Ross was surprised to find during the trip that after speaking to more than 1,000 people along the border — roughly half of them conservative Republicans — only a couple of them were actually in favor of the wall.
"Maybe that was just our luck of the draw but I think that's revealing," he said.
One of the most surprising opinions came from dedicated Trump supporter John Ladd, Ross said.
Ladd, a southern Arizona rancher who Ross photographed in front of his pickup truck with a license plate that read "BEEF," has taken part in civilian militia groups to track down people crossing into the U.S. illegally. At the time Ross spoke with him, Ladd wasn't sold on the border wall and its ability to protect his 16,000-plus acre ranch.
"Even this guy who represents some of the furthest right of the political spectrum, was against the border wall for a very fundamental reason, and that was the desire to limit the power of the central government and to limit federal overreach," Ross said.
Ladd has since spoken out about a need for a stronger mix of infrastructure and increased patrols.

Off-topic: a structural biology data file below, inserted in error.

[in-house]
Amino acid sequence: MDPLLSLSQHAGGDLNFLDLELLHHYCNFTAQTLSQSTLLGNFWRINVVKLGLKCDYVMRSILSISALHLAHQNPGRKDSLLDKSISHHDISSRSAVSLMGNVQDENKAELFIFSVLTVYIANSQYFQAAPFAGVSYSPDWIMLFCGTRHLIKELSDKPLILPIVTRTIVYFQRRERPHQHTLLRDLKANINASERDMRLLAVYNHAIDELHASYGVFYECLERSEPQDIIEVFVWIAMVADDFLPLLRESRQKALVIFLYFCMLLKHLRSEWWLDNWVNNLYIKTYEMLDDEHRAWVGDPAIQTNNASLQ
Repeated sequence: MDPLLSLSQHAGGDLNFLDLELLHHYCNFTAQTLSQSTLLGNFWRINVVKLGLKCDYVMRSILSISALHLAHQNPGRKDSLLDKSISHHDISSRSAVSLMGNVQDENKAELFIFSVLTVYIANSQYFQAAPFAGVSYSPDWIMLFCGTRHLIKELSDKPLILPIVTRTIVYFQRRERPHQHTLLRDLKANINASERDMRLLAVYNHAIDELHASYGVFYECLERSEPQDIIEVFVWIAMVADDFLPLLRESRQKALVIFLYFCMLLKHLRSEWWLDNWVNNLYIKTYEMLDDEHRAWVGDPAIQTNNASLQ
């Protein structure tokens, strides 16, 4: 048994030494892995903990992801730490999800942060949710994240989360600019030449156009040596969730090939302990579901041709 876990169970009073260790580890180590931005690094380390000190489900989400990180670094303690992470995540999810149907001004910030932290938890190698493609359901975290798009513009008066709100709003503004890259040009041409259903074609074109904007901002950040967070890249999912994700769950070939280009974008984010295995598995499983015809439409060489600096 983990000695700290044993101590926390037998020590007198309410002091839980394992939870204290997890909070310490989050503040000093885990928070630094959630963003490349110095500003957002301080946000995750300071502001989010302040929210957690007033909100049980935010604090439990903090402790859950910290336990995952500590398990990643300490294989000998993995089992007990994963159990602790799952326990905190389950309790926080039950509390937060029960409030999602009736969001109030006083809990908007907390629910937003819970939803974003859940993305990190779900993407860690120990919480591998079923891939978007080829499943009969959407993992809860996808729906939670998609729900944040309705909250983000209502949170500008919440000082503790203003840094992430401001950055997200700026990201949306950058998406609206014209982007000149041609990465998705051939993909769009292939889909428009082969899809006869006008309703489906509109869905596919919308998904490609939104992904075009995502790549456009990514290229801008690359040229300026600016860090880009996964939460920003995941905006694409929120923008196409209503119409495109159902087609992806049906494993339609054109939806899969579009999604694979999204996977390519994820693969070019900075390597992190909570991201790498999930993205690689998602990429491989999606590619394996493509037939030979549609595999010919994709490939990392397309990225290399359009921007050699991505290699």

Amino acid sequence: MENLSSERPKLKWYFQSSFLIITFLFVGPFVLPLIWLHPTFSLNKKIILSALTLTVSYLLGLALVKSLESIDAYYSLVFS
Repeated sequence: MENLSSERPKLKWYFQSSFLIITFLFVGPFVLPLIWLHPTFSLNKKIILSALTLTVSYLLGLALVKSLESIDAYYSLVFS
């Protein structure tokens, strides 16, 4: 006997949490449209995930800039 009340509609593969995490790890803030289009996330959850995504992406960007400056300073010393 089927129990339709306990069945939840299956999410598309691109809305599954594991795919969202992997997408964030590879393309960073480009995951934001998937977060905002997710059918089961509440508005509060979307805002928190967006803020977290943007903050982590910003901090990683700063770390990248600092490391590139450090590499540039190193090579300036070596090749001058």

Like the people who live there, Ross said the border itself is full of surprises. In some places, there are walls 20 feet high or more. In others, there are 300 meters of barbed wire fence with miles of open space on either side.
In one photo, there's a wall of corrugated metal, which is made of repurposed landing mats from the Vietnam War, Ross said.
"And it runs up on both sides to a boulder that's just in the middle," he said. "So this great force of infrastructural might has just been stopped by a rock. And I think it's a poignant symbol of just how arbitrary the nature of this infrastructure is."